Show MO(re) Folk: Mask Makers of Missouri
We at MO Folk Arts are using the Show Me Folk blog, in these unusual times, to shine a bit more light on the state’s folk and traditional artists, particularly those who have had shifted their focus a bit, or a lot, due to the world’s collective efforts to “flatten the curve.” We are often reminded that folk arts and folklife are not static, but dynamic and innovative. Tradition bearers prove that time and time again, especially in adversity.
With these posts, we hope our readers find the time to visit the websites and social media of featured artists. Perhaps, readers will be moved to make positive comments, purchases, reviews, or recommendations.
Thanks for turning your attention to Show MO(re) Folk. Look for hyperlinks below that take you to videos, websites, and social media profiles. Click on photo galleries for larger images.
Mask Makers of Missouri
As our collective understanding of the COVID-19 epidemic grew over the last few weeks (and even days), the production of handmade protective masks has grown exponentially. We may live in a folk bubble, but our social media feeds are FULL of photos and stories of quilters, crafters, and tailors who have turned their attention from stitching squares, dresses, and totes to making masks. These artists have delved into deep research to find the best fits, materials, and designs to slow and prevent transmission of the virus. Wake Forest Baptist Health saw fit to sponsor a very recent and timely study of the materials used in handmade masks. Patterns abound on the web and are passed on from artist to artist via links and posts. Some mask makers work solo; some work in teams; and all work for the common good of family, friends, strangers, and essential workers in many sectors.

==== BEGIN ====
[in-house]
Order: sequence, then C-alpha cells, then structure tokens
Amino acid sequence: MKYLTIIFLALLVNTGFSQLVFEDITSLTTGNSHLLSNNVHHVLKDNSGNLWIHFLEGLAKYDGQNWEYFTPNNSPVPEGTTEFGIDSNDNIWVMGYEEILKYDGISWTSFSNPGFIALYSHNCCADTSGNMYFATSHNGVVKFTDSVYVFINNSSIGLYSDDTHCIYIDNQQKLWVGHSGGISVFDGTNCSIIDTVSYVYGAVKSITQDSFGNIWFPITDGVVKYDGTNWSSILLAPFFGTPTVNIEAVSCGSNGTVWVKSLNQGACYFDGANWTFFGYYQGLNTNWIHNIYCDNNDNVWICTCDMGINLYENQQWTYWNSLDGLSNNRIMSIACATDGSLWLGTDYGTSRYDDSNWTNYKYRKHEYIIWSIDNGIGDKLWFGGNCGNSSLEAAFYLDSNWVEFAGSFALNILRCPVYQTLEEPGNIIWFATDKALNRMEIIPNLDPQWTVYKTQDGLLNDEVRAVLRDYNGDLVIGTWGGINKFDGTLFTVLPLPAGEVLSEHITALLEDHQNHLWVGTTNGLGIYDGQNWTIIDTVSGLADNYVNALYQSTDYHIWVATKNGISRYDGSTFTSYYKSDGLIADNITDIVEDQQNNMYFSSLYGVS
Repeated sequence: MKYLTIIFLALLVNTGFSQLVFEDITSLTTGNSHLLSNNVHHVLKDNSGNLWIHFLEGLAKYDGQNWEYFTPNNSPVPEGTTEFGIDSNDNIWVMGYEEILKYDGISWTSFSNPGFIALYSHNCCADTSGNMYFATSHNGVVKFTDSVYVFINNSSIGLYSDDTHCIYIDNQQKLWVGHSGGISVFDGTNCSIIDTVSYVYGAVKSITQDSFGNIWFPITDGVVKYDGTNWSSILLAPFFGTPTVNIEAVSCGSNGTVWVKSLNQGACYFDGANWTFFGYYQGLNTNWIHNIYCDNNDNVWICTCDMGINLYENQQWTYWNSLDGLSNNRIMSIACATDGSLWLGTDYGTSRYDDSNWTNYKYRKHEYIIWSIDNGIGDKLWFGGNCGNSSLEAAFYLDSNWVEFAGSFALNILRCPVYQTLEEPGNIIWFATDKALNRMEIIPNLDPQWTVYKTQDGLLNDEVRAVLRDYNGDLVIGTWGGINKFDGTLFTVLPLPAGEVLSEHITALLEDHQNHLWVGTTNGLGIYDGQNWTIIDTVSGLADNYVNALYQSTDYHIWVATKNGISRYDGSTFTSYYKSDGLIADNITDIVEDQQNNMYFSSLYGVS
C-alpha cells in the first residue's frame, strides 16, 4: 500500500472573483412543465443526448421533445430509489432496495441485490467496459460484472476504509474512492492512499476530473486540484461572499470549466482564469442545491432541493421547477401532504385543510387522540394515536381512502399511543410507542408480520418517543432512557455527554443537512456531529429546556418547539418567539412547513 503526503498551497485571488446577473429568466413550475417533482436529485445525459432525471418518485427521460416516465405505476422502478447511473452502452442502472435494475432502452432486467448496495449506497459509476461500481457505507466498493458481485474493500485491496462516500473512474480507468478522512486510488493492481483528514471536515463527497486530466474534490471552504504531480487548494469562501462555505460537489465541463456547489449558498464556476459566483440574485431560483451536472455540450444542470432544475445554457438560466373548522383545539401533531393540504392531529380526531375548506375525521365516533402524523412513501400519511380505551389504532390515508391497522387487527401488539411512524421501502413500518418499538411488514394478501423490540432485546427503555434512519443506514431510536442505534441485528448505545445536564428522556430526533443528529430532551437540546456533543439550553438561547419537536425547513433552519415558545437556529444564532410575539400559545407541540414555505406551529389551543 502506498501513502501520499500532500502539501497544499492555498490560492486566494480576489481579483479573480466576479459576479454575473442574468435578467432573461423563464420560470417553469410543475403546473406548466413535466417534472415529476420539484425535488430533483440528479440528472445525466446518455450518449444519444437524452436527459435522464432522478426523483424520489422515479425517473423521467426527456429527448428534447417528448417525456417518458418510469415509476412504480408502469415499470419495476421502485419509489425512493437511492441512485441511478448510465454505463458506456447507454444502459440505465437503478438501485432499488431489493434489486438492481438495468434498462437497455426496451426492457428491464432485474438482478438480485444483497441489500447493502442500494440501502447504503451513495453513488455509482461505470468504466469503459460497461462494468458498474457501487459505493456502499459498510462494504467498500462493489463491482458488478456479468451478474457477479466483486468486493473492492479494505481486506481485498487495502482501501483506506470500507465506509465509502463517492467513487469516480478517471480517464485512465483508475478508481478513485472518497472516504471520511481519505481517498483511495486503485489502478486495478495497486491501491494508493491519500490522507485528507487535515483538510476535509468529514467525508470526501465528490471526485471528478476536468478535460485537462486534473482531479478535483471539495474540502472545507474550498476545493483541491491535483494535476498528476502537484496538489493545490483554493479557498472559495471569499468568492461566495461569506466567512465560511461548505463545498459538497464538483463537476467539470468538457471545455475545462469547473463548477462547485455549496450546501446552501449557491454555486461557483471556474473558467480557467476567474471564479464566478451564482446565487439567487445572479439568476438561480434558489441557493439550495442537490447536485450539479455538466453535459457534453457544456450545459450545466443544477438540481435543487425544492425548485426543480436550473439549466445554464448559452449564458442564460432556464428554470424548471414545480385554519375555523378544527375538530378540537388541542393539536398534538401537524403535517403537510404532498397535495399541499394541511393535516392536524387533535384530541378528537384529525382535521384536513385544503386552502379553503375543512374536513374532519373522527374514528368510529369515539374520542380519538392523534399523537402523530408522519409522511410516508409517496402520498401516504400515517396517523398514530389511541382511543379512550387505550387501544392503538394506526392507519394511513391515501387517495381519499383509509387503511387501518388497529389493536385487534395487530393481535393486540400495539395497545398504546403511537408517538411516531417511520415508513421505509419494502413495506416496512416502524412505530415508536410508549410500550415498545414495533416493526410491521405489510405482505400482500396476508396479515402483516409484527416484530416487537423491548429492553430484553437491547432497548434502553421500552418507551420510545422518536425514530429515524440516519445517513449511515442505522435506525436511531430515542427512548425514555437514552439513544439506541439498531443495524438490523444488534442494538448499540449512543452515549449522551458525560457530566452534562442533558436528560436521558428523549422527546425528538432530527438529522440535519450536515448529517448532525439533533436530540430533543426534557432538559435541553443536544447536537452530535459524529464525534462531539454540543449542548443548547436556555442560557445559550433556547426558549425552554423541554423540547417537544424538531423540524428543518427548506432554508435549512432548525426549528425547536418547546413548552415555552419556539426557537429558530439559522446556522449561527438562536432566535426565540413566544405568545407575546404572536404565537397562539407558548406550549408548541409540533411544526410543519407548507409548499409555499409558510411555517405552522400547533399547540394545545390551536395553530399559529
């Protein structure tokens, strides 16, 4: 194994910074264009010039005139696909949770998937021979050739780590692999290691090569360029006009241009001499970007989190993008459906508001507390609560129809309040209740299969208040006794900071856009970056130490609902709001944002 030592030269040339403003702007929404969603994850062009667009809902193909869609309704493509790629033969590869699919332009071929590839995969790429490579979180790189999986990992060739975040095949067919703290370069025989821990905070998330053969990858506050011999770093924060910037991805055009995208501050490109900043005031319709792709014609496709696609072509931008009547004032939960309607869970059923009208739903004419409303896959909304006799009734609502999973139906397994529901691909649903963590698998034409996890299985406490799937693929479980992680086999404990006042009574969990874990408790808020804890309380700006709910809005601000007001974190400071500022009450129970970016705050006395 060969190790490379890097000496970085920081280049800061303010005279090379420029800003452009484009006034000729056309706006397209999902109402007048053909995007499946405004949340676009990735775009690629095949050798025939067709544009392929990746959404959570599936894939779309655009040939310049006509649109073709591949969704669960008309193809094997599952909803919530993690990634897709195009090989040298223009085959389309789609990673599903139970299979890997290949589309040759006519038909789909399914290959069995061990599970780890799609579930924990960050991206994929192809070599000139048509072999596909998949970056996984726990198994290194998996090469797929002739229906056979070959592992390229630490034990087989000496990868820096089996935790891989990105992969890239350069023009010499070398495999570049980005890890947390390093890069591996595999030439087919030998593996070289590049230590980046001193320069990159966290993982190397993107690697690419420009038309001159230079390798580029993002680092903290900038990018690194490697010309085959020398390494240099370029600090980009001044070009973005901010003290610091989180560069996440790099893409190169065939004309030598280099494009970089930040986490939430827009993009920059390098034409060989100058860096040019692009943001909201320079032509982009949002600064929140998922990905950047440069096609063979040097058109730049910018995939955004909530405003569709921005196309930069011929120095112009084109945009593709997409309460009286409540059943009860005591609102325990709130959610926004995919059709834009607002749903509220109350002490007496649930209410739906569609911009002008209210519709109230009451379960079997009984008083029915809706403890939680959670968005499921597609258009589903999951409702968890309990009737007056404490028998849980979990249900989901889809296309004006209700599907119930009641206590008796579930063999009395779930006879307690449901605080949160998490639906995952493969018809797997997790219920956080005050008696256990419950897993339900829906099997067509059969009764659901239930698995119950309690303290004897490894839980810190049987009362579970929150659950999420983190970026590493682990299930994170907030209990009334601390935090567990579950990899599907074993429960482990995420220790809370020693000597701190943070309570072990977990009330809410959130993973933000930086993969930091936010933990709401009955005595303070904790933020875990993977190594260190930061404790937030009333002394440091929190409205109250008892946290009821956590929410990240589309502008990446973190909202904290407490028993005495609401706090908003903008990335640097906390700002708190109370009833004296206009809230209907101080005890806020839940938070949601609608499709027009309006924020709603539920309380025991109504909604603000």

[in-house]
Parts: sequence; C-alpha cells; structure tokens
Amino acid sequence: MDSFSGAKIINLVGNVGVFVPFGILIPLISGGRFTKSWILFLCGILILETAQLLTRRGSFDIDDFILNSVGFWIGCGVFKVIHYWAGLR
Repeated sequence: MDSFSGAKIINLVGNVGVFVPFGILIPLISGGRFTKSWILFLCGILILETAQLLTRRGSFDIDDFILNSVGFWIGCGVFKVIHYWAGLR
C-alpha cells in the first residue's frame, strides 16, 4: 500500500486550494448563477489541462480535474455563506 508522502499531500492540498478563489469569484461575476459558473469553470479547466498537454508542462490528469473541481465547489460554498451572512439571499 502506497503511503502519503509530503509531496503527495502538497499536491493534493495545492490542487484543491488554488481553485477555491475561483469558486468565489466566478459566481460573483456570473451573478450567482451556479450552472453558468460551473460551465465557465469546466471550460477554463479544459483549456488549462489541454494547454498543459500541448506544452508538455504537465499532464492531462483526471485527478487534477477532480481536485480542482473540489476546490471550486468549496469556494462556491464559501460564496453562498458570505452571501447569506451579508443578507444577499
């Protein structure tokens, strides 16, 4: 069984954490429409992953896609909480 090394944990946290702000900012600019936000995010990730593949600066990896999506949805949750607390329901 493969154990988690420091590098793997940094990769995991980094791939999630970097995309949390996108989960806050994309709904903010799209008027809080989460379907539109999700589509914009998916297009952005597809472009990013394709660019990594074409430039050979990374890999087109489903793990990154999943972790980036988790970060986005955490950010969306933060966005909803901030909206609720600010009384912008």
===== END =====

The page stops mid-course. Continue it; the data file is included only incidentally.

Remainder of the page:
And, like any true traditional art, the handmade masks have a form or shape that is recognizable, but the variations! Wow. Quilters are raiding their fabric stashes (and we know that those cabinets are deep). Other sewers (sewists?) have met the recent dearth of elastic by making ties from scratch. Need some wire to get a custom fit over the bridge of the nose? Bread bag ties, florist wire, and pipe cleaners work in a pinch, so to speak. It’s no surprise that the Missouri Star Quilt Company in Hamilton [a key partner in Missouri’s Bicentennial Quilt] has posted how-to videos on its website. While we can’t share all the masks we’ve seen, we can share a few from some of our favorite Show Me Folk.